“The importance of the humanities in educating citizens is why we have undoubtedly seen the consequences of the decline in of the liberal arts nowhere more than in the quality of the public debate. The disappearance of the liberal arts from American education has meant the disappearance of the liberal arts from American culture. . . . The quality of arguments that are regularly entertained would never stand a chance if the majority of the public had been thoroughly shaped by an education with a focus on history, rhetoric and basic geography.” – Katie Billotte in Conservatives Killed the Liberal Arts
Don’t let the title of this article dissuade you from reading it. Yes, it is attacking conservative political movements, but I don’t necessarily think the “death of liberal arts” is that simple. As everything that happens in America, it’s much more complicated. Sometimes we look back on actions of past political figures and it seems clear they did what they did to illicit a specific outcome or to set a chain of events in motion that would ultimately benefit their party, but perhaps their actions were actually more motivated by immediate causes and effects. The author, Katie Billotte, makes a decent case for blaming conservatives, but what I find appealing about this piece is the history of liberal arts in society and how we can use liberal arts to restore intelligent public discourse. I’m not saying only college-educated people should participate in our political realm. Everyone has opinions in our country and they should voice them, but by encouraging education, including a strong liberal arts education, from an early age and throughout high school, we can ensure we share those opinions through quality arguments.
And in order to create a well-represented, well-rounded dialogue, we need more diversity in liberal arts higher education. In an essay for The Weekly Standard, Joseph Epstein explains how part of the major problem with liberal arts is that only an elite, privileged few gain entry to expensive liberal arts colleges. When looking at the Greek and Roman definition, Billotte points out liberal arts—history, rhetoric and literature—“were seen as the skills a citizen needed for his job: governing.” The problem with the decline of liberal arts in America is that only a small number of citizens possess these skills, and this small number is not diverse and does not represent most of our citizens, especially lower-income families.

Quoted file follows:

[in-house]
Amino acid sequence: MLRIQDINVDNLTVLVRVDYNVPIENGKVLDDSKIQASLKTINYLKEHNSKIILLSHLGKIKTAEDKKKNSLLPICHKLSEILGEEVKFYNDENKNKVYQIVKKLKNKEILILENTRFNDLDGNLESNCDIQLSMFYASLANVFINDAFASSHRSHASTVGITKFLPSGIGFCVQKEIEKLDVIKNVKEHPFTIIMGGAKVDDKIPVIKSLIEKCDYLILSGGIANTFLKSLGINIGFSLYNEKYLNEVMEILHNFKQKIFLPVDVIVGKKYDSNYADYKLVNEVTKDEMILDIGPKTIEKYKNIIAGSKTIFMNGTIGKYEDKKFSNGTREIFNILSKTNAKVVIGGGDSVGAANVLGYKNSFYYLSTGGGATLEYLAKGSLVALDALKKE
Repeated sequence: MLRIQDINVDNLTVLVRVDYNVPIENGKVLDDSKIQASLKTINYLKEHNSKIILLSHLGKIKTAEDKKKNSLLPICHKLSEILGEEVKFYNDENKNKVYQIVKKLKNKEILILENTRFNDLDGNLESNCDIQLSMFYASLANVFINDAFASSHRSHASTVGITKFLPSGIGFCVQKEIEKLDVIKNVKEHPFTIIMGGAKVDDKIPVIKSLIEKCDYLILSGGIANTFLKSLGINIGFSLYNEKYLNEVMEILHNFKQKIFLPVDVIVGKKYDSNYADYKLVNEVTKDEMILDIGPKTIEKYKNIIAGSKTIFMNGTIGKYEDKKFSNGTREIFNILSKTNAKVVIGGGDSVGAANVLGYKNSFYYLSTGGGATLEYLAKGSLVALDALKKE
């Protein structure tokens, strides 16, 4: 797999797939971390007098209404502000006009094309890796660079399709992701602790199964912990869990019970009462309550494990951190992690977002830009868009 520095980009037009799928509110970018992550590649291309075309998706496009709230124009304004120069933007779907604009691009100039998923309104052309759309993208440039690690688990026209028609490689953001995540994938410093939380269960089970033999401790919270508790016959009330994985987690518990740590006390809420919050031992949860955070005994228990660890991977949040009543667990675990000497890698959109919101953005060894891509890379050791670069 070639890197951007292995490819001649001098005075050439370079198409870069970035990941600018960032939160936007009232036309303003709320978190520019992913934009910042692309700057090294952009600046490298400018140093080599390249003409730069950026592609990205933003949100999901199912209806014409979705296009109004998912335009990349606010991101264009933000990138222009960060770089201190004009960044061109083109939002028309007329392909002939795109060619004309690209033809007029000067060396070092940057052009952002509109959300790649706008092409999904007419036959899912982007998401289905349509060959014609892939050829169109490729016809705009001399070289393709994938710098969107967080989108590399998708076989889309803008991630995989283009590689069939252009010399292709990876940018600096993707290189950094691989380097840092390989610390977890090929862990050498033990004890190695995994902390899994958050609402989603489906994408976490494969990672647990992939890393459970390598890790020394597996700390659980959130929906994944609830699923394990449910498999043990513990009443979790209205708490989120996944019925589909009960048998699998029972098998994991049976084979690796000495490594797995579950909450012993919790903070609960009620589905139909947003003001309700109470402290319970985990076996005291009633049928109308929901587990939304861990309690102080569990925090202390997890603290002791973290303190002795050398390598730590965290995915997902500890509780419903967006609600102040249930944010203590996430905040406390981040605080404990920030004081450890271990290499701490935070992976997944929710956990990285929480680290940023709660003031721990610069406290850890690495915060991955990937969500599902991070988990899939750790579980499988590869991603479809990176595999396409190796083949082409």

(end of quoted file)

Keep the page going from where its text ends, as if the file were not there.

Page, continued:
I remember as an undergraduate student, my humanities teachers often lamented the idea of education just being about learning how to think critically and examining yourself and the world and society. Now it’s all about making As and getting a degree to get a better paying job. As someone who would stay in school forever if I could afford it, I thought this sounded like utopia—to attend college just to learn. But I also felt the weight of my school loans. That idea of college ended long ago in the United States. We’ve created a culture where only the rich can attend school purely for education, and even they want to know their degrees will permit them to secure high-paying jobs. What’s worse, even citizens who want to enter the field of science and engineering and other majors that will grant them high-paying professions often cannot afford college. Yes, there is a role for everyone in our country, from the mechanic who learns through hands-on experience to the lawyer who spends ages in post-graduate education. No one is better than the other one. But everyone should have the opportunity to choose. Perhaps that choice is to attend college and build a liberal arts education simply to understand your world in a different way, then after graduation, work as a mechanic.
Unfortunately, there are numerous other problems with our education system in the United States, too many to address here.
I suggest reading both of these pieces, and many other opinions, studies and research on education in America. I don’t agree with everything in either article, but I do agree with educating ourselves and examining our world. Reading, even reading opinions you don’t agree with, is one step in achieving that goal.